1. (a – b)^{2} = (a^{2} + b^{2} – 2ab)
2. (a + b)^{2} = (a^{2} + b^{2} + 2ab)
3. (a + b)(a – b) = (a^{2} – b^{2})
4. (a^{3} + b^{3}) = (a + b)(a^{2} – ab + b^{2})
5. (a^{3} – b3) = (a – b)(a2 – ab + b2)
6. (a + b + c)^{2} = a^{2} + b^{2} + c^{2} + 2(ab + bc + ca)
7. (a^{3} + b^{3} + c^{3} – 3abc) = (a + b + c)(a^{2 }+ b^{2} + c^{2 }– ab – bc – ac)
Fractions in which denominators are powers of 10 are known as decimal fractions.
Thus, 1/10 = 1 tenth = .1; 1/100 = 1 hundredth = .01;
88/100 = 88 hundredths = .88; 6/1000 = 6 thousandths = .006, etc.;
Put 1 in the denominator under the decimal point and annex with it as many zeros as is the number of digits after the decimal point. Now, remove the decimal point and reduce the fraction to its lowest terms.
Thus, 0.25 = 25/100 = 1/4 ; 2.008 = 2008/1000 = 251/125.
Annexing zeros to the extreme right of a decimal fraction does not change its value. Thus, 0.8 = 0.80 = 0.800, etc.
If numerator and denominator of a fraction contain the same number of decimal places, then we remove the decimal sign.
Thus, 1.84/2.99 = 184/299 = 8/13.
Suppose some fractions are to be arranged in ascending or descending order of magnitude, then convert each one of the given fractions in the decimal form, and arrange them accordingly.
Let us to arrange the fractions 3/5, 6/7 and 7/9 in descending order.
Now, 3/5 = 0.6, 6/7 = 0.857, 7/9 = 0.777…
Since, 0.857 > 0.777… > 0.6. So, 6/7 > 7/9 > 3/5 .
If in a decimal fraction, a figure or a set of figures is repeated continuously, then such a number is called a recurring decimal.
If a single figure is repeated, then it is expressed by putting a dot on it. If a set of figures is repeated, it is expressed by putting a bar on the set.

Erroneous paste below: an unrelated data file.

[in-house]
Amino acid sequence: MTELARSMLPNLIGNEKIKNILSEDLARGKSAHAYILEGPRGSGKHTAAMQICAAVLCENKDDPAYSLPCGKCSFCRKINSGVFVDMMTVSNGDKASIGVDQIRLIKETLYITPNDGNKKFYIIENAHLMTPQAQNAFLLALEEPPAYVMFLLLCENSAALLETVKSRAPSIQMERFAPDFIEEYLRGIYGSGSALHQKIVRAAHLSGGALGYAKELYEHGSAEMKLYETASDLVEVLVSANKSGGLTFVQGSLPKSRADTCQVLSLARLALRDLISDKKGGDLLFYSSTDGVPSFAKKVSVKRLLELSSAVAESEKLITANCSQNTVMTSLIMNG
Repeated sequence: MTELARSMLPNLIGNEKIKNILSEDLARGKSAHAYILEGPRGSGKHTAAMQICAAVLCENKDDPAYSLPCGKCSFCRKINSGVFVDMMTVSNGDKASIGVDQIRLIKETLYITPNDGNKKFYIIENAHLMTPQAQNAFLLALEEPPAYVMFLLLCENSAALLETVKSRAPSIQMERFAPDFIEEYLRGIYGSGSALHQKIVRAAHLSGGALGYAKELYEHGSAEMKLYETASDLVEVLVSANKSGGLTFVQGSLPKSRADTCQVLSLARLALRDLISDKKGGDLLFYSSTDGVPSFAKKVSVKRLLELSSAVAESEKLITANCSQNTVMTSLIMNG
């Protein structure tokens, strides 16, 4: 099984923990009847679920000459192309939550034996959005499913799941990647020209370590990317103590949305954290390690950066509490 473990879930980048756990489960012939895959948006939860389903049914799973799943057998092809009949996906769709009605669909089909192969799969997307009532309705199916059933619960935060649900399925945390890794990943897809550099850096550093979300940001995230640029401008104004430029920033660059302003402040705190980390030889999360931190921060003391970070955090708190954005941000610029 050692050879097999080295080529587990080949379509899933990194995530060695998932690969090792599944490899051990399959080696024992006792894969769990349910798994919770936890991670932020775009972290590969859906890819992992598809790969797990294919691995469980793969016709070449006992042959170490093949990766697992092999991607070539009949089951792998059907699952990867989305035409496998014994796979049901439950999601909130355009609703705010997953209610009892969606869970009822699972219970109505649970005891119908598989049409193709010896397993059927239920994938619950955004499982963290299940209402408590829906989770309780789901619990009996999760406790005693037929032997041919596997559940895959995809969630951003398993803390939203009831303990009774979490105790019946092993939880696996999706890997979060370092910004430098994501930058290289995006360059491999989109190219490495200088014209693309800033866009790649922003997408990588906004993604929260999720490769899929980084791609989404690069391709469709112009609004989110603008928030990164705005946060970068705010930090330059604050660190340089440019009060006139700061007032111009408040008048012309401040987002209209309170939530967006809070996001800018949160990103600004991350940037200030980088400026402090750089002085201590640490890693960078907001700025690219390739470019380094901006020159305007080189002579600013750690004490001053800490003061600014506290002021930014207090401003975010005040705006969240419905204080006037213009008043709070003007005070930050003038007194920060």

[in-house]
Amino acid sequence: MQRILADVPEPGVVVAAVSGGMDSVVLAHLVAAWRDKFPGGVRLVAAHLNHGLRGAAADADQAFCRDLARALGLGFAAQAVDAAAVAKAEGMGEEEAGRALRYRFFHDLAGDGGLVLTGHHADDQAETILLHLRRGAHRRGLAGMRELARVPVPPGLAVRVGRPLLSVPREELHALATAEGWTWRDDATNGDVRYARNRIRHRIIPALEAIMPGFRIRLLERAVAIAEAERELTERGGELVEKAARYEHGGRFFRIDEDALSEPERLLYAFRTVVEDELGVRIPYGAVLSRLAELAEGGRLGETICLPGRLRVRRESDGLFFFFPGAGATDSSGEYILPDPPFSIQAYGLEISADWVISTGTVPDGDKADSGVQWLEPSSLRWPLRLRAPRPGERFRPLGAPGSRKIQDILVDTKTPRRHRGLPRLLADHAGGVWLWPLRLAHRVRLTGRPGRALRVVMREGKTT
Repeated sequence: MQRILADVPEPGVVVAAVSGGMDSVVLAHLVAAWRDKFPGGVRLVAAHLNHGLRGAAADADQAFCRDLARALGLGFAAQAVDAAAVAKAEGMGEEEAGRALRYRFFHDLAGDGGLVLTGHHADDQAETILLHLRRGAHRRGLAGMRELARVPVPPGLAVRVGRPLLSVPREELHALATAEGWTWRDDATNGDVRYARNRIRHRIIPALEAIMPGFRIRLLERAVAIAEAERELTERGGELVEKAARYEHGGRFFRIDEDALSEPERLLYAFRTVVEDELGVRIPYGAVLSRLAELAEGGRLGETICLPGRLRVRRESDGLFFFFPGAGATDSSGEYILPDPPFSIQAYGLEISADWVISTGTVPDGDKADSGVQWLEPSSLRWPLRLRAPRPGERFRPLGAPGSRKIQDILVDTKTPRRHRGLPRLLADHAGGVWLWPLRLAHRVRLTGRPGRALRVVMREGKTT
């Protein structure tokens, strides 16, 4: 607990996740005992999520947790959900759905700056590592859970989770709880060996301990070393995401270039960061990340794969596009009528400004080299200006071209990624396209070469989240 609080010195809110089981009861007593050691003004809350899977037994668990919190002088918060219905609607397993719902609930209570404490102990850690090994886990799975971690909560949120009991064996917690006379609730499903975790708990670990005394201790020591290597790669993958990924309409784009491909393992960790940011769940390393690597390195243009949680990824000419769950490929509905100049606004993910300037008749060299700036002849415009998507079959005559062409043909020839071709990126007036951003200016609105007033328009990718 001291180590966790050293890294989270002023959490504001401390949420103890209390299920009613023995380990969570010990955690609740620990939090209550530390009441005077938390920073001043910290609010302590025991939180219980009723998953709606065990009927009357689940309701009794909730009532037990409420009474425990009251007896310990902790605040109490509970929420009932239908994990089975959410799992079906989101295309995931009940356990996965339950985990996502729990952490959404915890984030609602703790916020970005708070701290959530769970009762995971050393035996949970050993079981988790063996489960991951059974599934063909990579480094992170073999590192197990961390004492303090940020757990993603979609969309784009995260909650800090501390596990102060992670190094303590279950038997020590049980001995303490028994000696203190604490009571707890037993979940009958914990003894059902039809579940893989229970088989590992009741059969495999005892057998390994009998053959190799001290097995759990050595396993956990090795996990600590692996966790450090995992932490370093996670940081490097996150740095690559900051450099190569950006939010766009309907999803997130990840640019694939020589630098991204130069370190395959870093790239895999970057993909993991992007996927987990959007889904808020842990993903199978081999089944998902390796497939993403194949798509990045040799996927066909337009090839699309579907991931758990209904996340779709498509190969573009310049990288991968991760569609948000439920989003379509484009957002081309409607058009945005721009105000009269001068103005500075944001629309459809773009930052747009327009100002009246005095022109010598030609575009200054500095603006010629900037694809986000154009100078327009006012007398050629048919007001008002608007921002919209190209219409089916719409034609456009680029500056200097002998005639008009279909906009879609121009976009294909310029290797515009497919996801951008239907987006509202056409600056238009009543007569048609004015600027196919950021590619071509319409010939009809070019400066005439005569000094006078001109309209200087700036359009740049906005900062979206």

Thus, 1/3 = 0.333… = 0.3; 22/7 = 3.142857142857…. = 3.142857.
Example 1: Evaluate 1082 using (a + b)2 formula.
(a) 11645
(b) 12547
(c) 11664
(d) 12745
Ans: (c)
Let’s write 108 as: 108 = 100 + 8
108^{ 2} =(100 + 8)^{ 2}
Using the formula (a + b)^{ 2} = a^{ 2 }+ 2ab + b^{ 2}
108^{ 2} = (100)^{ 2} + 2(100)(8) + (8)^{ 2}
= 10000 + 1600 + 64
= 11664
Example 2: A recipe requires 3/4 cup of sugar to make 12 cookies. How much sugar would be needed to make 36 cookies?
(a) 2.25
(b) 2.5
(c) 3.5
(d) 4.5
Ans: (a)
To find the amount of sugar needed to make 36 cookies, we can set up a proportion based on the given information:
Sugar needed / Number of cookies = 3/4 cup / 12 cookies
Let’s solve for the unknown, which is the amount of sugar needed for 36 cookies:
Sugar needed / 36 = (3/4) cup / 12
Crossmultiplying gives us:
Sugar needed * 12 = 36 * (3/4)
Sugar needed * 12 = 108/4
Simplifying the right side:
Sugar needed * 12 = 27
Dividing both sides by 12:
Sugar needed = 27 / 12
Sugar needed = 2.25 cups
Therefore, to make 36 cookies, you would need 2.25 cups of sugar.
Example 3: If 47. 2506 = 4*A + 7/B + 2*C + 5/D + 6*E, then the value of 5*A + 3*B + 6*C + D + 3*E is:
(a) 53.6003
(b) 53.603
(c) 153.6003
(d) 213.003
Ans: (c)
4*A + 7/B + 2*C + 5/D + 6*E =47.2506
=> 4 * A + 7/B + 2 *C + 5/D + 6*E = 40 + 7 + 0.2 + 0.05 + 0.0006
Comparing the terms on both sides, we get :
4*A =40, 7/B = 7, 2*C = 0.2, 5/D = 0.05, 6*E = 0.0006
A = 10,
B = 1,
C = 0.1,
D = 100,
E = 0.0001.
5*A + 3*B + 6*C + D + 3*E =(5*10) + (3*1) + (6*0.1) +100 +(3*0.0001)
=50 + 3 + 0.6 + 100 + 0.003 = 153.6003.
Example 4: If 1.5x = 0.04y, then the value of is:
(a) 73/77
(b) 7.3/77
(c) 730/77
(d) 7300/77
Ans: (a)
Example 5: Evaluate
(a) 5.2
(b) 4.8
(c) 4
(d) 5
Ans: (d)
= 3.8 + 1.2 = 5
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